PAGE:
My thoughts turn to eggplant
My friend Lucette
has been asking me for my mother's eggplant recipe, which I served her two weeks ago and will serve her yet again in a few days.
think of eggplant these days? The farmers market is full of them: long graceful lavender ones, round ones that look like they're wrapped in purple ribbons, and of course the ebony beauties on the right. I love everything to do with eggplant. I love picking out the shiniest best of pile at the market. Washing them, watching the water bead on their skin, admiring the way they mirror the room as they dry. Slicing into the white flesh. I have one recipe that calls for salting the slices, laying them out on towels, and sweating out the water. I always feel as if I'm ministering to delicate creatures--sponging away their beads of sweat, turning them over to watch the dew rise on their other sides, sponging again. Well--then cooking and eating them.
My mother always grew all her own eggplants. When we lived in Oroville--very small town California--she had a huge garden where she grew just about every vegetable I'd ever heard of. I'm not sure if she was all-organic then--I think she would have scoffed at this as an ill-conceived notion, since she had gardened through the depression and figured that anything that increased yield had to be good. But because of that same depression experience, she couldn't stand to waste anything. Thus every scrap of leftover went to her compost bins, which she tended as diligently as she tended her children. She lives in an apartment now and has no compost bin. Still, she gasps when someone throws away so much as a teabag!
We were trained to snip off the string and tag and the staple that held them, and put the rest of the teabag into the container under the sink that held the compost materials.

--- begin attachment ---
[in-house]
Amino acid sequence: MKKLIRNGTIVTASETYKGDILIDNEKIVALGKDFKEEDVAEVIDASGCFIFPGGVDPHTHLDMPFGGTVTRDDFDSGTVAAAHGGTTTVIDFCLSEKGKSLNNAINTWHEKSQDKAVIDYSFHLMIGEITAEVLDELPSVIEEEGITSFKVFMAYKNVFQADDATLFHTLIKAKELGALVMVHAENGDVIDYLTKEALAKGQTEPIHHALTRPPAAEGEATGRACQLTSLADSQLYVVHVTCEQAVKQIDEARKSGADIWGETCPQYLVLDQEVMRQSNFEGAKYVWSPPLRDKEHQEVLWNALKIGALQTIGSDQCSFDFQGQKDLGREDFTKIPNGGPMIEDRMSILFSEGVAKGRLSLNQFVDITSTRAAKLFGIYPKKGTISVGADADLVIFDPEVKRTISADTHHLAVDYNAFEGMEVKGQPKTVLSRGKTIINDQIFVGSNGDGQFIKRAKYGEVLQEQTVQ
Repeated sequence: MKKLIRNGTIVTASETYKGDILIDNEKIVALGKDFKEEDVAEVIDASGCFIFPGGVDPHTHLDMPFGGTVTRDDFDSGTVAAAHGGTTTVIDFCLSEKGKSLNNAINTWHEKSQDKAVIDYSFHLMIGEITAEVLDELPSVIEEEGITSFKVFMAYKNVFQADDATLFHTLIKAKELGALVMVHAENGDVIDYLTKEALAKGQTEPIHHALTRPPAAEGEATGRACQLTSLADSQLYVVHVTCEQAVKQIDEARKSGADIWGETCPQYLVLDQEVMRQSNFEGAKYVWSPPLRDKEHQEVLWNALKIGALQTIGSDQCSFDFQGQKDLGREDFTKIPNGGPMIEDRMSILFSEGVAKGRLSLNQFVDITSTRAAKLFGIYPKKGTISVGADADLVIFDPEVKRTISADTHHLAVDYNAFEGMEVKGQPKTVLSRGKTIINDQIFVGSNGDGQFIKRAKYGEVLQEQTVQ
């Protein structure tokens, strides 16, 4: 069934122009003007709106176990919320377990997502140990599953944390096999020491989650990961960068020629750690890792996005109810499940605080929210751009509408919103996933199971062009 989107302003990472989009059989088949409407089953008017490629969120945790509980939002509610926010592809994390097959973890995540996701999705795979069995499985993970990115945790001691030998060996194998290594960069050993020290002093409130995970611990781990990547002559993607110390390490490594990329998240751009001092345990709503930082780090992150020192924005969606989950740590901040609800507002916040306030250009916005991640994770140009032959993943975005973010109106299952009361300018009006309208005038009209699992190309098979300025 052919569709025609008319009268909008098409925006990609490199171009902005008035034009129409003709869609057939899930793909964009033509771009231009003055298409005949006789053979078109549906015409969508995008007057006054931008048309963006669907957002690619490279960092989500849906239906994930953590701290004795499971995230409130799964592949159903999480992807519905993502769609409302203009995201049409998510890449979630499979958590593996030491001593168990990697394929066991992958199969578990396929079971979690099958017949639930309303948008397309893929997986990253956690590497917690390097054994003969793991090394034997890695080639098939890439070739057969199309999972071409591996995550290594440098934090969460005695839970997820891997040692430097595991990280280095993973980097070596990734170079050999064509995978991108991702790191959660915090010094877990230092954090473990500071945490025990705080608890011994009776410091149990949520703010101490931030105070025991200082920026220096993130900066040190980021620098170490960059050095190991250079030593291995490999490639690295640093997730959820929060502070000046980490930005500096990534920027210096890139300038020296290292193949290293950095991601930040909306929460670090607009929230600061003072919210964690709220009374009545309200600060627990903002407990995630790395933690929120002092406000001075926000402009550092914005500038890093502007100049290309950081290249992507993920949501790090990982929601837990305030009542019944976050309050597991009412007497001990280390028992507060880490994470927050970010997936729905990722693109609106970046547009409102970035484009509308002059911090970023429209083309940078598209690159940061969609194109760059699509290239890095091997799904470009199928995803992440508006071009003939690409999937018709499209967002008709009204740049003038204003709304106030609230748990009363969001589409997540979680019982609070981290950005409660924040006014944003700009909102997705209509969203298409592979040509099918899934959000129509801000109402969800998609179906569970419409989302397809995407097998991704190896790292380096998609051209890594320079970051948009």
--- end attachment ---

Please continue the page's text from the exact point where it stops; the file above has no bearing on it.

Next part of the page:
I've been looking for the cookbook where my mother's recipe first appeared. It was in an old Omega Nu cookbook from Oroville--maybe from the 60s or 70s?--where the women were all Mrs. John Smith or Mrs. Harold Jones. No-name women! I think the cookbook is buried under some of the piles upstairs and will only emerge when I leave Cleveland. She dictated this version to me a few years ago.
Kathleen Ohlson's Eggplant Parmisan
Three medium eggplants, sliced, brushed with olive oil and broiled on each side until lightly browned
Grated parmesan cheese
About four medium-sized tomatoes
One chopped green pepper
One large chopped onion
One and a half pound thickly sliced Monterey Jack Cheese
Put a layer of eggplant on the bottom of the pan, sprinkle with chopped onion and pepper, and then add salt & pepper. Add a layer of tomatoes, sprinkle with parmesan cheese, then lay slices of jack cheese on top. Make a second layer of everything except the jack cheese (except I think that the last time I made it, I included a second layer of jack cheese and it was fine). Bake at 325 for one and a half hours; turn down to 250 if it cooks too fast. Let it sit for about 15 minutes before eating so that some of the juice reabsorbs. (I also think that the last time I made it, I cooked it at 350 for one hour. Oh well-- you get the idea)
It's very very good.